A vaccine to slow the progression of the deadliest form of brain cancer has shown promise in early clinical trials by extending the average survival rate from 15 to 26 months.
The shot, called SurVaxM, targets a protein found in tumors called survivin. It is thought that if the protein is destroyed, the cancer cells will die.
Scientists are hopeful the vaccine could save those suffering from glioblastoma, one of the most fatal and treatment-resistant cancers, which can result in death in six months or less if left untreated.
The vaccine is among hundreds of experimental cancer shots and medicines in early trials.
In an early clinical trial, SurVaxM extended the survival time for people with glioblastoma to an average of 26 months
The survival rate of glioblastoma by age. It is one of the deadliest cancers and the deadliest form of brain cancer
Glioblastoma makes up nearly half of all malignant brain tumors and has a five-year survival rate of 6.8 percent.
More than 14,000 people in the US were diagnosed last year, according to the National Tumor Brain Society.
SurVaxM works by targeting a protein found in tumors called survivin. It is thought that if the protein is destroyed, the cancer cells will die.
John Wishman, 61, of Buffalo, New York, was diagnosed with glioblastoma in the fall of 2020, NBC News reported.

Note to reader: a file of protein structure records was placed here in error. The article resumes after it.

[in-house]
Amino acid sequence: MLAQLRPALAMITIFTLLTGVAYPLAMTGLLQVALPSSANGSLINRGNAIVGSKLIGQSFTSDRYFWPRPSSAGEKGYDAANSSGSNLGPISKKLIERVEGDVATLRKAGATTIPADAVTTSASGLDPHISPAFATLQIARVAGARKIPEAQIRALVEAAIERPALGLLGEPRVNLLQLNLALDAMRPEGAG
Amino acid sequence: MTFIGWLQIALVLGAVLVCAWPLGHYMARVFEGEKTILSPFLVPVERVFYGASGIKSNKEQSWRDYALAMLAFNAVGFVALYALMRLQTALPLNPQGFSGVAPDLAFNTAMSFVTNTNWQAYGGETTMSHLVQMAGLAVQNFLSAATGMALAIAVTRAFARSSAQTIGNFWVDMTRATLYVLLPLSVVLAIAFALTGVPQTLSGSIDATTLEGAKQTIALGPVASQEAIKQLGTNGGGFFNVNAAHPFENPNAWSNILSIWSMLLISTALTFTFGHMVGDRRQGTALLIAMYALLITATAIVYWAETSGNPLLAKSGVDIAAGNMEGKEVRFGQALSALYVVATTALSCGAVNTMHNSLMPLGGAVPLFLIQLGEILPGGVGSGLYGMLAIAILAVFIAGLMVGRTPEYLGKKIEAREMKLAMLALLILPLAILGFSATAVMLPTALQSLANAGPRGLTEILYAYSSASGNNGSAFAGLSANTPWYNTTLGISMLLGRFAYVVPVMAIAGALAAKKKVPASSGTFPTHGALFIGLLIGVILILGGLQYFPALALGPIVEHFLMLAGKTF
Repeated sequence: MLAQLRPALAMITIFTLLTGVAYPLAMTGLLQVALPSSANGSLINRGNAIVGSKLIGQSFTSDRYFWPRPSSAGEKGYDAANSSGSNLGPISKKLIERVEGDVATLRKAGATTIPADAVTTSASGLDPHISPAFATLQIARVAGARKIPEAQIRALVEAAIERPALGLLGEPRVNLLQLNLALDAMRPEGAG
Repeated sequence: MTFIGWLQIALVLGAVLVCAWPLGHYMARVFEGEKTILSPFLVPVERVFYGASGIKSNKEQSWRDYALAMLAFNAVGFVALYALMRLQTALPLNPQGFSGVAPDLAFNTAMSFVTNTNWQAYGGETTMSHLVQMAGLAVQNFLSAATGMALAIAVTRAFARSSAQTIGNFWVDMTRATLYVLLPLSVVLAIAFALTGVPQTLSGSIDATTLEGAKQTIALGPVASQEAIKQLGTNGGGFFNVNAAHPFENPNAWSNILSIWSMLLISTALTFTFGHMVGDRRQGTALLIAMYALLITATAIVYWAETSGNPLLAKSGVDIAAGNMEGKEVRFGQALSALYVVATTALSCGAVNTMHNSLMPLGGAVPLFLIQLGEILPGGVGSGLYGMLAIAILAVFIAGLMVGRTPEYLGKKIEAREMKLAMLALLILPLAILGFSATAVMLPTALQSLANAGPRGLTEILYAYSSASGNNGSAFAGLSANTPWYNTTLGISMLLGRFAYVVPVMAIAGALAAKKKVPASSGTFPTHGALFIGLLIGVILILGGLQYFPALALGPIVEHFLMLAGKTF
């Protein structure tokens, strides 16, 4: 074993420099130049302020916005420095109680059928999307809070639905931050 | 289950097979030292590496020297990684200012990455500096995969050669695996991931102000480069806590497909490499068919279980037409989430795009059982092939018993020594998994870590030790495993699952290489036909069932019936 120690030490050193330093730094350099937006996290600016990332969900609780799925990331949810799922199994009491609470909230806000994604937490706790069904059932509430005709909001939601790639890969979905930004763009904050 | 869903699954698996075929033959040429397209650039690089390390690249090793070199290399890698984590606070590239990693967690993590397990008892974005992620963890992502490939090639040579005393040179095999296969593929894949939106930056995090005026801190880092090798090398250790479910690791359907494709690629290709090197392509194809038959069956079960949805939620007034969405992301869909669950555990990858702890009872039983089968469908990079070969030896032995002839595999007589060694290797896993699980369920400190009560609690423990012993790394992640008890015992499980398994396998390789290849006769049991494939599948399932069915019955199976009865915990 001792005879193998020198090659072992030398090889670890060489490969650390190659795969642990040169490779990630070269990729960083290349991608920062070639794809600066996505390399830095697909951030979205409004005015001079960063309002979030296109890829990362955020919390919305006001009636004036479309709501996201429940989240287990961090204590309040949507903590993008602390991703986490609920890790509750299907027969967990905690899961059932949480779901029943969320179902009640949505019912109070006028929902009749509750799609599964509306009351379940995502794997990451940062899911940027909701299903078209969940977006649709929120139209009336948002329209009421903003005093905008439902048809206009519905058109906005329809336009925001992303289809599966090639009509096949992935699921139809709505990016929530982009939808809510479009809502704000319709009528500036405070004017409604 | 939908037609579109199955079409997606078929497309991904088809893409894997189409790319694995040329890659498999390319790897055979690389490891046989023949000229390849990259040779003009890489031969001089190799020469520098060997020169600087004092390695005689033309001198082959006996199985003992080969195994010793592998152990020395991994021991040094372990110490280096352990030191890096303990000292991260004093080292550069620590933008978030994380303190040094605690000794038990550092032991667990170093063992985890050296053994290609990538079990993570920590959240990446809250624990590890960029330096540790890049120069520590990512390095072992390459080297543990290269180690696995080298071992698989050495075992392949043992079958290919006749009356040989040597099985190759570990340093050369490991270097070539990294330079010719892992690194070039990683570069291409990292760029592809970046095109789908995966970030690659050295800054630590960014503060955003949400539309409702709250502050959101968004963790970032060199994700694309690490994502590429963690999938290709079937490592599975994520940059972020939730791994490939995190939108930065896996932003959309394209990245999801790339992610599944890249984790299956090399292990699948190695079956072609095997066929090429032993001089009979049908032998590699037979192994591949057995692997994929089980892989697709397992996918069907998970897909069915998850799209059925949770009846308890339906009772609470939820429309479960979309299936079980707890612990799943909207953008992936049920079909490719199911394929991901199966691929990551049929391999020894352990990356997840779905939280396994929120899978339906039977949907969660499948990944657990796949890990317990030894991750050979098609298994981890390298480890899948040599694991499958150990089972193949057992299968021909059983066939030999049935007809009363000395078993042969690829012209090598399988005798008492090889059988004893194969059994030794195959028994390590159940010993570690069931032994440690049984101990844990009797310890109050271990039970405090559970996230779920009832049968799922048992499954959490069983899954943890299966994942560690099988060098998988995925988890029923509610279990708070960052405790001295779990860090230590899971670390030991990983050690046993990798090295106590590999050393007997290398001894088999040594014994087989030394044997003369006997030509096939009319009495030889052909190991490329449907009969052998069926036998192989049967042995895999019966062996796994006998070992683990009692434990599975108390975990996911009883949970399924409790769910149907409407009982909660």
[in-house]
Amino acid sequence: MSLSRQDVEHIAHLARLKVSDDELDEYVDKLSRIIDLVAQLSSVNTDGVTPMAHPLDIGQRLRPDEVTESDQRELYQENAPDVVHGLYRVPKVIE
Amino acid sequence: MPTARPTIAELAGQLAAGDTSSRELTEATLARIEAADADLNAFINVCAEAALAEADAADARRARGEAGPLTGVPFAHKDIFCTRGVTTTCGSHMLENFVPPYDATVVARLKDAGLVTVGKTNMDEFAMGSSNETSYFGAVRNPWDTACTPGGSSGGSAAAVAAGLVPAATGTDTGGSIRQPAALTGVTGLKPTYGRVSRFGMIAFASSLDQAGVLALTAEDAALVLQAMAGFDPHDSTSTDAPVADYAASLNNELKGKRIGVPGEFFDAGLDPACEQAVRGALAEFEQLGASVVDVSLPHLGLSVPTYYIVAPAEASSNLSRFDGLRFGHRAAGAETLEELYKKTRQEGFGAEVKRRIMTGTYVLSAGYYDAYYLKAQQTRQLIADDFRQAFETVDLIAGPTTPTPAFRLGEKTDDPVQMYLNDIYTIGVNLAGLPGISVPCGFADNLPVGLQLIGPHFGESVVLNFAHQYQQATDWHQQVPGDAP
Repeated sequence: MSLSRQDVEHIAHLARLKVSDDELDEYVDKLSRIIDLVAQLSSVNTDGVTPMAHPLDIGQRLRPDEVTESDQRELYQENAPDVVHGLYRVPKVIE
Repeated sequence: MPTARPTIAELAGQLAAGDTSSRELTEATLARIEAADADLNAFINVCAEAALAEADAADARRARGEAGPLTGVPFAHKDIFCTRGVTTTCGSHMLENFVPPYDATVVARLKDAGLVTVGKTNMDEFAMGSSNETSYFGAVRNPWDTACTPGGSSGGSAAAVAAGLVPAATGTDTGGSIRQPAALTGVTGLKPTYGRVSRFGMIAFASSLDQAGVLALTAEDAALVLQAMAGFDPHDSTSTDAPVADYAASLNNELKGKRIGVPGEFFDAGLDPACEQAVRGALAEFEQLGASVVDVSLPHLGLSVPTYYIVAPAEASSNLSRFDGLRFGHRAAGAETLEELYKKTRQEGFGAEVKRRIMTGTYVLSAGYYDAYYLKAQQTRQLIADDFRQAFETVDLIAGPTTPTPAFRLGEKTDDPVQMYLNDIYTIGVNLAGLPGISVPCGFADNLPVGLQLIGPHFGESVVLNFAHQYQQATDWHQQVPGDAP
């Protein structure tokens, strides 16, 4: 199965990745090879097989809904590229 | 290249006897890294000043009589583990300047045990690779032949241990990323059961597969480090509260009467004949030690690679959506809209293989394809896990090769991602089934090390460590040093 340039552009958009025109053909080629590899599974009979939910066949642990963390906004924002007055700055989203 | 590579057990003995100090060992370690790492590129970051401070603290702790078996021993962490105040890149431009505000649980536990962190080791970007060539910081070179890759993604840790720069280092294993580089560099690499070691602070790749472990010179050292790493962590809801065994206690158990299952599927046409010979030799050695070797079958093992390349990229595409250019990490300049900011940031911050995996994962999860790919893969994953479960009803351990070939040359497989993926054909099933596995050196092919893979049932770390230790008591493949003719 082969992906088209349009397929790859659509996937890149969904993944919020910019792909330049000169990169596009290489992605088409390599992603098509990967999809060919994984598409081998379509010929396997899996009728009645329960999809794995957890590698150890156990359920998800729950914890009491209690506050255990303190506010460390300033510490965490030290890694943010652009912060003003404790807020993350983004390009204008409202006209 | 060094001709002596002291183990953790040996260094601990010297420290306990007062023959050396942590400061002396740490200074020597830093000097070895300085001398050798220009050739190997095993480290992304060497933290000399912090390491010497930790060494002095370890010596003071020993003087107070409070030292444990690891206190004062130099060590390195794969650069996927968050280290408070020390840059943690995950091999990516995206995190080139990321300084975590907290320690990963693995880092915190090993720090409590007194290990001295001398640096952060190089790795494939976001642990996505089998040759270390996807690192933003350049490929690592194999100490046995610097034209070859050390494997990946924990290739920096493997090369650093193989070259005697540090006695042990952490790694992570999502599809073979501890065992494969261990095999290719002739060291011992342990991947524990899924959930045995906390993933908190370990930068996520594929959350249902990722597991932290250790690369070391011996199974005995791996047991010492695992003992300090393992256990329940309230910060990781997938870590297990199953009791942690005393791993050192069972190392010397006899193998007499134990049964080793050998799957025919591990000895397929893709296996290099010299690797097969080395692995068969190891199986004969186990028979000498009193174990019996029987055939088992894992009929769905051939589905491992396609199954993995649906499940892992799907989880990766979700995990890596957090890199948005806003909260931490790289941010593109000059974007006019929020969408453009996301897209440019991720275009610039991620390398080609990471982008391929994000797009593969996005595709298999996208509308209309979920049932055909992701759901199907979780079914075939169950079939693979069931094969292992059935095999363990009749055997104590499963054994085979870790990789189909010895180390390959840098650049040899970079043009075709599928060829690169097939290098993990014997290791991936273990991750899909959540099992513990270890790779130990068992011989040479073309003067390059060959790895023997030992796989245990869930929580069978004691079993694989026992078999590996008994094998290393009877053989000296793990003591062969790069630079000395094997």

Three years later, he is doing well, despite the cancer’s average survival rate being just 12 to 18 months.
Mr Wishman got the experimental vaccine through an expanded access program, enabling seriously ill patients to try experimental treatments.
His daughter Lydia is a nurse at Roswell Park Comprehensive Cancer Center, where researchers are studying the medicine.
In an early clinical trial, SurVaxM extended the survival time for people with glioblastoma to an average of 26 months.
Made by New York-based MimiVax, the drug will be tested in a larger trial of 270 patients, hoping to confirm the results.
Participants will be from more than 10 US and China sites and compare the shot to standard cancer care.
Retired lawyer Tracey Kassman, 65, was enrolled in the same trial as Mr Wishman in April 2022, three months after being diagnosed with glioblastoma.
She now has a dose every two months, but because the trial is randomized and double-blind, she does not know whether she is getting the vaccine or a placebo.
Participants also have an MRI brain scan every two months to monitor potential progression.
Glioblastomas are very aggressive forms of cancer — they grow rapidly and often take over other parts of the brain and spinal cord before someone is even diagnosed.
Dr Honggang Cui, an associate professor of chemical and biomolecular engineering at Johns Hopkins Whiting School of Engineering, described glioblastoma tumors as ‘like octopus tentacles reaching into other parts of the brain’.
Usual treatment for the cancer involves chemotherapy, radiation and surgery.
However, the tumor will often grow back if any cancer cells are left.
SurVaxM trains the immune system to target and attack the cancer cells, meaning if they do come back, the body automatically kills them off and stops a new tumor from forming.
Dr Cui said the treatment is ‘promising’ and ‘could bring hope to people who are impacted by glioblastoma’.
Trial participants will have surgery beforehand to remove as much of the tumor as possible.
Radiation and chemotherapy will follow, alongside a drug called temozolomide.
The vaccine is given in the arm just like a flu injection, as four doses spread over two months, followed by a booster dose every two months.